Here is another class of toxic chemicals that are used in industrial applications. The products PCBs appear in include paints, adhesives, electronics, oils, machinery, insulation, and fluorescent lights.
PCBs were banned from use in 1979. What makes them scary today is their presence in landfills. As they break down slowly, they can run off into snow and sea water thousands of miles from where they started.
We know PCBs are harmful because of tests on animals that resulted in cancer and negative consequences or the immune, nervous, reproductive, and endocrine systems.
Arsenic might as well appear as a synonym for “poison” in the thesaurus. But the chemical is used in, once again, industrial applications.
Arsenic can contaminate the environment as a result of people disposing of their waste improperly or digging wells that tap into natural sources of arsenic.
Arsenic poisoning is serious and can be deadly. Other short-term side effects include vomiting, diarrhea, and abdominal pain. Long-term side effects include skin cancer, bladder cancer, and lung cancer.
These chemicals appear as essential ingredients in explosives. They seep into water sources from military and industrial sites that use such devices.
Almost all people have some amount of perchlorates in their bodies, which makes it hard to test for and measure their effects. However, these toxins do have negative effects on the human thyroid.
If you’re noticing the appearance of the word “industry” a lot on this list, you’ve caught on to the pattern. Dioxins are no exception to it.
These chemicals come from industrial sources like burning fuel. They also appear in cigarette smoke, forest fires, and other sources of combustion.
Dioxins have been declared carcinogens, and they can lead to birth defects in developing fetuses or stillbirth.
13. Dichloro-Diphenyl-Trichloroethane (DDT)
DDT is, like fluoride, another remnant of the mid-20th century, when it was used as an insecticide to combat diseases like typhus and malaria.
DDT has been banned in the U.S. since 1972, but the chemical is still used in other parts of the world. This is a problem because of the distances DDT molecules can travel.
14. Hexachlorobenzene (HCB)
Here we have another banned pesticide. HCB is primarily a threat to populations outside of the United States, but since large doses can lead to death, it’s important to stay woke to nonetheless.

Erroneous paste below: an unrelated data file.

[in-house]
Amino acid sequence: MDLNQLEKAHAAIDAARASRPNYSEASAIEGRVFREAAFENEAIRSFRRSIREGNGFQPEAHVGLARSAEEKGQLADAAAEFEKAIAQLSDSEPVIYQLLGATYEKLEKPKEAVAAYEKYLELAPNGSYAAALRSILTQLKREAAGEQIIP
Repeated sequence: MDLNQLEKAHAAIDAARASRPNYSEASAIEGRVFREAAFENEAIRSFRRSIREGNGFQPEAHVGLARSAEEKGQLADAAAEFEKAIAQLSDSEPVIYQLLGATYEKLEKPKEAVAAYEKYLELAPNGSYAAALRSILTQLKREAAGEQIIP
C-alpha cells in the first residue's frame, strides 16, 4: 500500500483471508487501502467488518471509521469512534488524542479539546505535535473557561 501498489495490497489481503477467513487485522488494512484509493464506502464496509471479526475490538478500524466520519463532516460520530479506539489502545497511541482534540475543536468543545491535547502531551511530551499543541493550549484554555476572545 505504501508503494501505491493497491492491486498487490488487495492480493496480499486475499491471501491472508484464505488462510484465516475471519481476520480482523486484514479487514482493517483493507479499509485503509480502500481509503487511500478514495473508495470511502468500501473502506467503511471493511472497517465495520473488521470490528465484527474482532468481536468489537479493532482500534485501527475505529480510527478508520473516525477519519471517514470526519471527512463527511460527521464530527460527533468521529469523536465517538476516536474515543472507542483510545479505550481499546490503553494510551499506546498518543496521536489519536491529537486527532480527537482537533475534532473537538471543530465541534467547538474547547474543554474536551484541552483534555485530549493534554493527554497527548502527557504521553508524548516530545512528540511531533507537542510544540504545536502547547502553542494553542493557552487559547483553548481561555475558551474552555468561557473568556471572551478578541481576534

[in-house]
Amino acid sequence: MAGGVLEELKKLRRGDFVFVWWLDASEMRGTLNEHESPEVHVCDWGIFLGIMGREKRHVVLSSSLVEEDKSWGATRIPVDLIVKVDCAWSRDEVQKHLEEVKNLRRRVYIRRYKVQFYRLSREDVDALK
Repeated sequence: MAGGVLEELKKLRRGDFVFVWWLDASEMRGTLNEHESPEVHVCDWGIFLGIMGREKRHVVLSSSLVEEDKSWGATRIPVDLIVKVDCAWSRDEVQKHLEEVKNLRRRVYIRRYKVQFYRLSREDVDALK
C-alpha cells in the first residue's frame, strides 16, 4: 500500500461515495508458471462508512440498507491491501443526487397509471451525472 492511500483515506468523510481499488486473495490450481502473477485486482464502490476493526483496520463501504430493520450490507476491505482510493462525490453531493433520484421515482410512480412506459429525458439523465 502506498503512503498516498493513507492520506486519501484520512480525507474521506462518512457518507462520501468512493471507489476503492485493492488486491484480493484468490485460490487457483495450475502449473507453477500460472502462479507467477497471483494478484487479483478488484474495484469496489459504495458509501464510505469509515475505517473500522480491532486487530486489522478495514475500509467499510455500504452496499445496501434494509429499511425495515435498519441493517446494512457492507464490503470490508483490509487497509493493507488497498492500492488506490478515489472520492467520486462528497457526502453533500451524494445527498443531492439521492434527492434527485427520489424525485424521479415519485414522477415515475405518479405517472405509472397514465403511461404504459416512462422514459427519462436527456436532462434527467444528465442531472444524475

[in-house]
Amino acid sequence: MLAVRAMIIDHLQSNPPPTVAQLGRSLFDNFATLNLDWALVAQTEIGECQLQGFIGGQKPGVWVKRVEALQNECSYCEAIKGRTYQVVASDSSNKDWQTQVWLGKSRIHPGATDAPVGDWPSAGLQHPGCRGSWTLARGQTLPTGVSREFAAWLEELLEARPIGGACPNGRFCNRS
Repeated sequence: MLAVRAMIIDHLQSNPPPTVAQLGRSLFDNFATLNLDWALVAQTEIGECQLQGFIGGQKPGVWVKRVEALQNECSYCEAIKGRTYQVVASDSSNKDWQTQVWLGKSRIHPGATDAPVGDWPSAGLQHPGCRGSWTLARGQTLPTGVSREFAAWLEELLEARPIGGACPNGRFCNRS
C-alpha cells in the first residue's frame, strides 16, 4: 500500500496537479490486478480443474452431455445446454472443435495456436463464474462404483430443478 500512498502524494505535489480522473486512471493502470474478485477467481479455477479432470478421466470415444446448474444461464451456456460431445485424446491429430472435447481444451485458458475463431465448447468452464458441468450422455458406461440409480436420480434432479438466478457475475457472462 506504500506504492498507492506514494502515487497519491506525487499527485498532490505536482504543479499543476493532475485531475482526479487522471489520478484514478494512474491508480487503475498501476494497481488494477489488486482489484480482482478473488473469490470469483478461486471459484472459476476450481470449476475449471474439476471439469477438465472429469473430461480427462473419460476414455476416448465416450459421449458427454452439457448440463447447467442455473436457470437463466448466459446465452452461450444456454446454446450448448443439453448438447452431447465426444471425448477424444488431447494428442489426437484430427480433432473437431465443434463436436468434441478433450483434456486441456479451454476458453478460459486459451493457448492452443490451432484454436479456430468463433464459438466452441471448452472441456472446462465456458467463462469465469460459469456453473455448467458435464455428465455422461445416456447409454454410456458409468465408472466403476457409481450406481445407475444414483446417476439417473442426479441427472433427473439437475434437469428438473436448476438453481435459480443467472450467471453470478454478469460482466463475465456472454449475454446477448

15. Dacthal (aka dimethyl tetrachloroterephthalate, DCPA)
Dacthal is another herbicide, but unlike many of the others on this list, it is still in use today.
Dacthal can seep into soil and water, and animal testing shows its harmful effects on the liver, kidneys, and spleen.
16. Methyl tertiary-butyl ether (MtBE)
MtBE differs from other toxins on this list in that it is not used in water purification nor agriculture. It’s a gasoline additive. In 1996, MtBE contamination from oil companies rendered the water supply in Santa Monica, CA undrinkable.
MtBE is one of the lesser understood toxins on this list, but there have been links between the chemical and seizures, fetal development problems, and kidney damage in animals.
What Can You Do to Stay Safe?
Despite the dire picture we’ve painted so far, the truth is that not all tap water is bad for you.
You can investigate the water supply in your area by plugging your zip code into the Environmental Working Group’s Tap Water Database. There, you can find information about the contaminants that may be in your water, including many that are not on this list.
Once you’ve done that, the next step is to use a high-quality water filter in your home. Activated carbon filters are especially effective in reducing the number of toxins in your water
Whatever you do, don’t just switch to bottled water and call it a day. Many bottled waters are dressed up tap water anyway. Those that aren’t may be contaminated by chemicals that come from the plastic in the bottles.
The Bigger Picture: Inhabiting Our Roles As Caretakers of the Earth
While it’s important to keep yourself safe from the toxins in your water, it’s just as important to protect our water supply for future generations.
The only way you can do this is to take an active role in advocating for increased protection and infrastructure upgrades for the water in your area. Elect officials who are equipped to address local water problems. Let your voice be heard on the issues that are important to you.
It may be impossible to completely remove the risks inherent in drinking tap water, but you can help reduce them.
You can find water filters to help you do this on our site.